Monday, February 27, 2006

56. Case Open

I realized this weekend that for years I had dodged a cinematic bullet by not watching Gentlemen Prefer Blondes (1953) before now. I think at 15--or 25, maybe even 35--it would've killed me, a libidinal surge of tsunamic proportions. I have written elsewhere about Marilyn Monroe, and in terms of the volumes others have filled, I have nothing new to add--but still: I don't know if it is the glaring clarity of the DVD I watched it on, or my current state of near-dotage, or what, but--

All right, I confess: I'm not being honest. I know exactly why this movie stunned me: Monroe and Russell are monumental objects. I cannot write otherwise, as sexist as I sound. They are--and I am sorry if I state the obvious; this movie is nothing but obvious, in the most epic sense that word can have--"sex-objects": totemistic representations of instinctual urges. Of course, I knew this before watching, but in my defense I had never seen them onscreen together, fer petessake; it is a reeling combination, like Valium and vodka. Except it makes you wake all the way up.

I'm trying hard not to just sit here panting and howling, but that Tex Avery wolf refuses to leave my head, and I admit I am a bit embarrassed by him. But the facts remain, and I offer them as my only case:

1. This movie administers its Technicolor like an hallucinogen. The longer I watched its electrostatically charged lavender and burnt pink, its crushed velvet orange and hand-squeezed pomegranate, the less I could see anything else when I looked away, my retinas imprinted, the colors smearing across the living room, until I was forced to look back and regain my equilibrium.

2. Only to lose it again with the sight of Monroe and Russell in their spun-glass and melted taffy outfits--more than painted on, but seeming to grow from the slopes of their bodies like smooth scales, giving off their own flashing outlines, modern engineering in the service of body fetishes, stem to stern.

3. And closer yet: their eyes. I was thinking of Quint in Jaws and his unforgettable monologue--didn't John Milius write it?--in which he tells us that a shark has dead eyes, a doll's eyes. Marilyn and Jane, I'm sorry to say, are the complete opposite. Fifty-odd years later, and I know they are alarmingly alive--and can see me. These are perfect eyes, in terms of trans-spatial/temporal optic ability, finding me, cornering me. Maybe, then, the shark is apt. Denta dentatis, to be delicate about it.

4. But to what end am I cornered? Lucky me, often just for the sake of the songs. OK, they're fun, and irreverent, and, like every other moment in this movie, convinced that the only entendre worth knowing is double (see below). But at least the tunes distracted me from the search-and-destroy single-mindedness of the two of them, flouncing around just to trip me up. Every once in a while, when I thought I was going to do something I would regret for the rest of my life, right there in front of everyone--wife, kids, piano-top photos of parents--one or both of them would start singing, keeping her/them occupied just long enough for me to regain my footing and grab the handrail before the next wave broke.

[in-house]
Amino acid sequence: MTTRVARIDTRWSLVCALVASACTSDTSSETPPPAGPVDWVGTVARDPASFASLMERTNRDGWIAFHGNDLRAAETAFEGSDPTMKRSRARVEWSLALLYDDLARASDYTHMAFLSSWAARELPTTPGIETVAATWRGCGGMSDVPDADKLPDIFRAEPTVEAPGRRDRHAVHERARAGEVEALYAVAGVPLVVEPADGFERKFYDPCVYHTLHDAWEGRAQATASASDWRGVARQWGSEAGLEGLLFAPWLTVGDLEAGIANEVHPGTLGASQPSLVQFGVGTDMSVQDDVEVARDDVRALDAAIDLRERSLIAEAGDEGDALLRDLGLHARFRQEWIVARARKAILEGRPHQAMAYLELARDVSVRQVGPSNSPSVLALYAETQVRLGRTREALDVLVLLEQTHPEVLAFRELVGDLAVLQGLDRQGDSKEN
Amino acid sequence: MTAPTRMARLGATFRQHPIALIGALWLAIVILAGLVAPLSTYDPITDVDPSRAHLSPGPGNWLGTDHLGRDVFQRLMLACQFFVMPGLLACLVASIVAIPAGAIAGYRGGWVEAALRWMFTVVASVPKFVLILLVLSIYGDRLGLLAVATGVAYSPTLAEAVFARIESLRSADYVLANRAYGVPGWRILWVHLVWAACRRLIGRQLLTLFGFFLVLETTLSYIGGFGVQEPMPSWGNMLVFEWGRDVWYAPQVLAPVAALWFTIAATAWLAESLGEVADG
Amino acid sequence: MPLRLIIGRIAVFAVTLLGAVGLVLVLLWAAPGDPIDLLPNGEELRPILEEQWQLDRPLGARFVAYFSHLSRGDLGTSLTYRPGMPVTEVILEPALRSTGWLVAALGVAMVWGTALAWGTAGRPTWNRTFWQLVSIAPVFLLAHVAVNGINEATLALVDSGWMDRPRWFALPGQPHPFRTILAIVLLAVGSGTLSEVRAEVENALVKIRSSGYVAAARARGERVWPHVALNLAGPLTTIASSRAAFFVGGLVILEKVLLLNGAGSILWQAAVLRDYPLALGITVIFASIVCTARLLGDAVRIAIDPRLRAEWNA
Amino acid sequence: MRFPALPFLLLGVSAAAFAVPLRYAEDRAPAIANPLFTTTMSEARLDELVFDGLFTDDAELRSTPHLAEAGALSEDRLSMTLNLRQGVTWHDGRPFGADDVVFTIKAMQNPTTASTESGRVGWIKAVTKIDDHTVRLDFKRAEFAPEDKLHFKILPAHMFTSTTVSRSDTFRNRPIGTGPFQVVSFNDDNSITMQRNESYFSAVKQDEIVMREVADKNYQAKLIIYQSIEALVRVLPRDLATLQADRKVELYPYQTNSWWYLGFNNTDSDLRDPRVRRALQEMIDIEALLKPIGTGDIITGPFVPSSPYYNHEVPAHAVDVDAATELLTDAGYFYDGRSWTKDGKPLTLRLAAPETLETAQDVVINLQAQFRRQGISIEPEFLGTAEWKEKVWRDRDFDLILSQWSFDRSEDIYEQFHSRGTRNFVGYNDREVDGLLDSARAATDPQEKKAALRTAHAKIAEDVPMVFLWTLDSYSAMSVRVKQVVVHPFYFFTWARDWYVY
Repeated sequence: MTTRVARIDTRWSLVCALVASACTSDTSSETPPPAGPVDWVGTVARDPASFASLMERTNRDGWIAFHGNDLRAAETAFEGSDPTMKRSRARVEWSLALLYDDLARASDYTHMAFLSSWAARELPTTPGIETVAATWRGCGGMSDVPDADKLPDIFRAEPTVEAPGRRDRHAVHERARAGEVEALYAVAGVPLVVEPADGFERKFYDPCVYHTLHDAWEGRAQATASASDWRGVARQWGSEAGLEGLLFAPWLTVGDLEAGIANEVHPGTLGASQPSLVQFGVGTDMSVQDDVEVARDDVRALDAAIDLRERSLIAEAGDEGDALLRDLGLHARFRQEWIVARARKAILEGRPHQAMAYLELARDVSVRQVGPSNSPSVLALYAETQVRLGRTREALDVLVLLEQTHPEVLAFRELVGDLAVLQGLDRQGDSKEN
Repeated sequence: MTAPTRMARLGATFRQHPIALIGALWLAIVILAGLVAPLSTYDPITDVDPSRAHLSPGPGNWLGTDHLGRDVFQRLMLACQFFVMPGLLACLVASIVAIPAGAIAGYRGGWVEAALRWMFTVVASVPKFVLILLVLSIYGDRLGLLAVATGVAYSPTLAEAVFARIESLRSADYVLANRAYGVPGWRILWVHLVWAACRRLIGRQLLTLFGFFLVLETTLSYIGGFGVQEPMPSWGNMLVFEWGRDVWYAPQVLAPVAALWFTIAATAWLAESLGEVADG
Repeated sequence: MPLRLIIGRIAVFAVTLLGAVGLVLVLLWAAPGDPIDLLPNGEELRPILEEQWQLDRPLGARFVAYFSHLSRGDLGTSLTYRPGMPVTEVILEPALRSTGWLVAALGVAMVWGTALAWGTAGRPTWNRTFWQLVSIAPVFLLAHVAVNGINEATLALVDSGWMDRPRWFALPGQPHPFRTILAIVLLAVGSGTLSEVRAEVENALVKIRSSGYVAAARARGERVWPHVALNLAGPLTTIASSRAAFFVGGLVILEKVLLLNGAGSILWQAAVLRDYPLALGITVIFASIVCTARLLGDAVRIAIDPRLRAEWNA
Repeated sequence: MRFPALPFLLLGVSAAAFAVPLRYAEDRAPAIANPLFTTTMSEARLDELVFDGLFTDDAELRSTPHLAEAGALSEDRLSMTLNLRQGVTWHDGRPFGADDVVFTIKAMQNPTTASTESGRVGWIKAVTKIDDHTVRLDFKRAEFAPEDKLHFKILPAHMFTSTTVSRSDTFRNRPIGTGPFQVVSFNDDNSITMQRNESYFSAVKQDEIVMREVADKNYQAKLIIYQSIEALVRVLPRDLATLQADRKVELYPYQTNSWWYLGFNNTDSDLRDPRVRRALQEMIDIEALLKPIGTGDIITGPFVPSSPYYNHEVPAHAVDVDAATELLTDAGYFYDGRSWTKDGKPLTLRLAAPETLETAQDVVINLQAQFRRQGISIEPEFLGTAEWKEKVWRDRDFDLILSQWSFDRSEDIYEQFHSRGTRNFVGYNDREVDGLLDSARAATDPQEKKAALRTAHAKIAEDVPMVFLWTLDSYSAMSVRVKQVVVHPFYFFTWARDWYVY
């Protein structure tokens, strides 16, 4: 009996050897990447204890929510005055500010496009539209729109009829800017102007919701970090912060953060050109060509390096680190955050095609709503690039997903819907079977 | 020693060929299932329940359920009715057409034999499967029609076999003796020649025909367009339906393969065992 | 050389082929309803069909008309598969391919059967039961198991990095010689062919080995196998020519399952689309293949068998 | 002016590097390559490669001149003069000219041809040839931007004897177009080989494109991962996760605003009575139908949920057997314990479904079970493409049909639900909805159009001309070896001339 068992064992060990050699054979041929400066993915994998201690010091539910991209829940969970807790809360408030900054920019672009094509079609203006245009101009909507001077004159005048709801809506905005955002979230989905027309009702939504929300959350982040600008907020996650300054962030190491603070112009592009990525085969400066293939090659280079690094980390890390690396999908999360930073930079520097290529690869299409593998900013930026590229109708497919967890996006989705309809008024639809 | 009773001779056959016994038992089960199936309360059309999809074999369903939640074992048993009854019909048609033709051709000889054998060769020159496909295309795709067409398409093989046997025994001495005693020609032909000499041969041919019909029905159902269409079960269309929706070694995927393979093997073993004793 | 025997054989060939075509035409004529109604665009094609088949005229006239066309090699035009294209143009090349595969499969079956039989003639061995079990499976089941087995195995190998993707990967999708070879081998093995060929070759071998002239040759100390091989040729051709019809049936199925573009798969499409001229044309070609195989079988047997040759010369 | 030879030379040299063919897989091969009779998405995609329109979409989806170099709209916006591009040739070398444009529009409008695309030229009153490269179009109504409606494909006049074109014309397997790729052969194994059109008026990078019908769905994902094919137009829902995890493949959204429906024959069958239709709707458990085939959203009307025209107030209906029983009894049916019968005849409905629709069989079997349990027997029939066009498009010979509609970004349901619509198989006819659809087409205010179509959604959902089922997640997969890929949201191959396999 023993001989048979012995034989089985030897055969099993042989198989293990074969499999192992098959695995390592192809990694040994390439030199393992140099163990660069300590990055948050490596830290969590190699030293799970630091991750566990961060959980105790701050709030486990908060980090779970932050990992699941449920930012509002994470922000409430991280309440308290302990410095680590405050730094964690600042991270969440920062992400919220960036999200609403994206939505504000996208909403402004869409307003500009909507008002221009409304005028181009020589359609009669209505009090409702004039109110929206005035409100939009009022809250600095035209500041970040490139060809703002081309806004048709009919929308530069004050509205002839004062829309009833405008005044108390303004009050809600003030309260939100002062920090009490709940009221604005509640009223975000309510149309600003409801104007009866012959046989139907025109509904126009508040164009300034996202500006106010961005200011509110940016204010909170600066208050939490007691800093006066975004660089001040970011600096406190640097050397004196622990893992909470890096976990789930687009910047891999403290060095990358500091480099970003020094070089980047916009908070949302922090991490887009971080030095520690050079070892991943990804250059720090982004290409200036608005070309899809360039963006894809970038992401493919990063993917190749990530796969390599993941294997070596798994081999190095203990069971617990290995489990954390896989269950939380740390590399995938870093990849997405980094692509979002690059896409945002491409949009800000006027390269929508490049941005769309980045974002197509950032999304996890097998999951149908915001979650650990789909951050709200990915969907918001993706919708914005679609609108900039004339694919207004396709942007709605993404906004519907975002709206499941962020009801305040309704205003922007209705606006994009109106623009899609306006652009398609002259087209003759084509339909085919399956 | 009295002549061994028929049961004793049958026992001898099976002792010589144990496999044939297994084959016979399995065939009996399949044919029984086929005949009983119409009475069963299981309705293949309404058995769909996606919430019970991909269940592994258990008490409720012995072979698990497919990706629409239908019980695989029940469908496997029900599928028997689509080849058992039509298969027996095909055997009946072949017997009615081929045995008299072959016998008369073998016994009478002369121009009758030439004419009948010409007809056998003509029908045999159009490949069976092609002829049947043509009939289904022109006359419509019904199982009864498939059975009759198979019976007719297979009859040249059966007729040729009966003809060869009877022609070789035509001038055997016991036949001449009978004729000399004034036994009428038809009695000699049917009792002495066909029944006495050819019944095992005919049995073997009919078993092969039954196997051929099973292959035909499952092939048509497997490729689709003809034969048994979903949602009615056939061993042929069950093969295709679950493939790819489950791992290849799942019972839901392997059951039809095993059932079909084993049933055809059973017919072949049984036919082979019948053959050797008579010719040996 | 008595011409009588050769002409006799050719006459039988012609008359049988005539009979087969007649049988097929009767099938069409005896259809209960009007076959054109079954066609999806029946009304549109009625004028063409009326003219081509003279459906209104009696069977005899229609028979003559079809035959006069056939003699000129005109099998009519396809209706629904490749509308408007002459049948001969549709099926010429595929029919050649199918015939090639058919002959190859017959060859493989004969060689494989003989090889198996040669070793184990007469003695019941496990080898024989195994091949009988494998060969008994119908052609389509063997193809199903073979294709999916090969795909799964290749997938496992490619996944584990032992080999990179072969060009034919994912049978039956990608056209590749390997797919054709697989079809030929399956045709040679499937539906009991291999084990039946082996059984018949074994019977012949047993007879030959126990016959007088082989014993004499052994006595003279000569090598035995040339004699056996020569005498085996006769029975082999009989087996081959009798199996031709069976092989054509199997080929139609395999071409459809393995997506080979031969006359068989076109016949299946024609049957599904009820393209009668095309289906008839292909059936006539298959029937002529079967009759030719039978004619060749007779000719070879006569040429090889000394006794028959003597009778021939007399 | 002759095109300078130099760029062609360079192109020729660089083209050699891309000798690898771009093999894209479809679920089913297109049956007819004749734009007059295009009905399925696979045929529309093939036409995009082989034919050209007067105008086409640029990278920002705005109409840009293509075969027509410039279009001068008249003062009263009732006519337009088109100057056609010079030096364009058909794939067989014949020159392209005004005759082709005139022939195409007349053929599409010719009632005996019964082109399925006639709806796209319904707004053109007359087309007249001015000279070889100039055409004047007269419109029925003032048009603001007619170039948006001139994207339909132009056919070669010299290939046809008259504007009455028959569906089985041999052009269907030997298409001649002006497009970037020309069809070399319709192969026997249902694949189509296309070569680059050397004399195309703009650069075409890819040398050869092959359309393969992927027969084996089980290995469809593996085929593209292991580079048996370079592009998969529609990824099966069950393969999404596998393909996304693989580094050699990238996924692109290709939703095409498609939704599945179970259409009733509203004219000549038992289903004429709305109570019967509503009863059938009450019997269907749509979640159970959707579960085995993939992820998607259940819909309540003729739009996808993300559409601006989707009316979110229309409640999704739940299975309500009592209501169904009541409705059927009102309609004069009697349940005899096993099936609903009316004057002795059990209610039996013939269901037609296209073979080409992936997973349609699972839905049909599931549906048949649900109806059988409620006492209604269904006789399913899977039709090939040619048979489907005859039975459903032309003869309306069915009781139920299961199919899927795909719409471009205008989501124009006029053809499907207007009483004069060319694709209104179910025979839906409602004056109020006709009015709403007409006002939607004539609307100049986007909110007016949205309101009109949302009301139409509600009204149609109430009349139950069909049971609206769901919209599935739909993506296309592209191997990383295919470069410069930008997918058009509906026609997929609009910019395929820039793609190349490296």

5. Which was often. The language was suggestive--true, in the silliest sense (like so: Marilyn finds out that a tiara is worn on the head, and gushes, "I just LOVE finding new places to wear diamonds.")--but if this kind of thing goes on all the time--which it does, both verbally and visually--then the movie's world shifts, until everything is about the Marilyn-object and the Jane-object, and the only expression possible is the anticipatory leer. At least on my face.

Of course, this evidence is more than prima facie, but downright inculpatory--the movie ends, more or less, at a trial (they want Marilyn to give back the tiara--and Russell shows up dressed as Marilyn--a lubricious melding of both, the final burden of proof). Hence my juridical flights. I stand accused, as the song says. And again, I am grateful I waited as long as I did to watch Gentleman Prefer Blondes. But the First Law has the longest arm, and still threatens to call me to the dock. I think you already know how I'd plead.

No comments:

Copyright Notice

Content copyright © 2005-2011 by Paul J. Marasa. No part of the written work displayed on this site may be reproduced, linked or distributed in any form without the author's express permission. All images, video, audio and other materials used are deliberately and solely for illustrative purposes connected with each article. Each accompanying element is intended as a research and reference tool with relation to each article. No challenge to pre-existing rights is implied. Aside from The Constant Viewer, the author claims no responsibility for websites which link to or from this website.